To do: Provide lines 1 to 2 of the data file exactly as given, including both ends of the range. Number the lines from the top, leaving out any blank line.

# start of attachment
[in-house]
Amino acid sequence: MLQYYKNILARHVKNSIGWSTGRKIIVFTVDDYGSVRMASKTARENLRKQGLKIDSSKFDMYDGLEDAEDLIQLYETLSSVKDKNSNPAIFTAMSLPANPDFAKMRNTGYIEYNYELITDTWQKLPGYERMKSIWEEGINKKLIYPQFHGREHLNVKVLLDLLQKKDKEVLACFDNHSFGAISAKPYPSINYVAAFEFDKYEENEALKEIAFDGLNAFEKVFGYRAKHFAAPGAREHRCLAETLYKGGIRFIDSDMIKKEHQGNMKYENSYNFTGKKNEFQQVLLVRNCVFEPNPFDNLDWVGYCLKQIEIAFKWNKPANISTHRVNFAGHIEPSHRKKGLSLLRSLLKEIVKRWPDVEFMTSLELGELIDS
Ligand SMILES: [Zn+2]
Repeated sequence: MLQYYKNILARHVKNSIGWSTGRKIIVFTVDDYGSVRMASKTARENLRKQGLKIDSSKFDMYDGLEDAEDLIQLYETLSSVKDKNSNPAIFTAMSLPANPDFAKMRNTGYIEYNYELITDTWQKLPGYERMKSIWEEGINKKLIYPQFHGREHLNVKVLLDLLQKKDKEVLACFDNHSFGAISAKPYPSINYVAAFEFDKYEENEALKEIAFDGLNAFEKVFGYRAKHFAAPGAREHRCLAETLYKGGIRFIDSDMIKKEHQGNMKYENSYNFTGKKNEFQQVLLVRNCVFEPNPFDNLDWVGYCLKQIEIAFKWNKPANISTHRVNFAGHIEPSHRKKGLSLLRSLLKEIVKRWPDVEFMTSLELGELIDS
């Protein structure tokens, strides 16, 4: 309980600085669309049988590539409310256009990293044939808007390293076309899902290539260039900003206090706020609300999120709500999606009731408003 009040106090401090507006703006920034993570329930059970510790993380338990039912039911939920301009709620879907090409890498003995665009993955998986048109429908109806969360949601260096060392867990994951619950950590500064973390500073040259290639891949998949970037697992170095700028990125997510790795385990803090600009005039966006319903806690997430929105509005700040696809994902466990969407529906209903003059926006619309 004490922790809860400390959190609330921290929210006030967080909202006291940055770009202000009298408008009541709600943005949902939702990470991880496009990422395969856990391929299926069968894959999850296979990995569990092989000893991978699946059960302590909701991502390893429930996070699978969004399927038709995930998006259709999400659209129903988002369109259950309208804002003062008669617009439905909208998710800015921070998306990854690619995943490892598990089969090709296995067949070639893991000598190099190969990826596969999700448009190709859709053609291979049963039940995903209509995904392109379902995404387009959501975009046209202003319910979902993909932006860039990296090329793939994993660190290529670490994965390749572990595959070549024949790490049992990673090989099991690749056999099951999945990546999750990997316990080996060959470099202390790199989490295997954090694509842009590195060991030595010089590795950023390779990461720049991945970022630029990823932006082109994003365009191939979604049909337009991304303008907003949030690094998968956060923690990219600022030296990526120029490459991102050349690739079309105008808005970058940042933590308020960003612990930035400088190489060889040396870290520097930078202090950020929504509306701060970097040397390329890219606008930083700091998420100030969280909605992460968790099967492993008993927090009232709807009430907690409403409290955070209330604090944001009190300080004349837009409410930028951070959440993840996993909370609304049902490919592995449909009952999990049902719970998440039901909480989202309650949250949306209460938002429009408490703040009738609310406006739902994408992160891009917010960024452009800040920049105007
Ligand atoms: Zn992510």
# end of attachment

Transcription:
[in-house]
Amino acid sequence: MLQYYKNILARHVKNSIGWSTGRKIIVFTVDDYGSVRMASKTARENLRKQGLKIDSSKFDMYDGLEDAEDLIQLYETLSSVKDKNSNPAIFTAMSLPANPDFAKMRNTGYIEYNYELITDTWQKLPGYERMKSIWEEGINKKLIYPQFHGREHLNVKVLLDLLQKKDKEVLACFDNHSFGAISAKPYPSINYVAAFEFDKYEENEALKEIAFDGLNAFEKVFGYRAKHFAAPGAREHRCLAETLYKGGIRFIDSDMIKKEHQGNMKYENSYNFTGKKNEFQQVLLVRNCVFEPNPFDNLDWVGYCLKQIEIAFKWNKPANISTHRVNFAGHIEPSHRKKGLSLLRSLLKEIVKRWPDVEFMTSLELGELIDS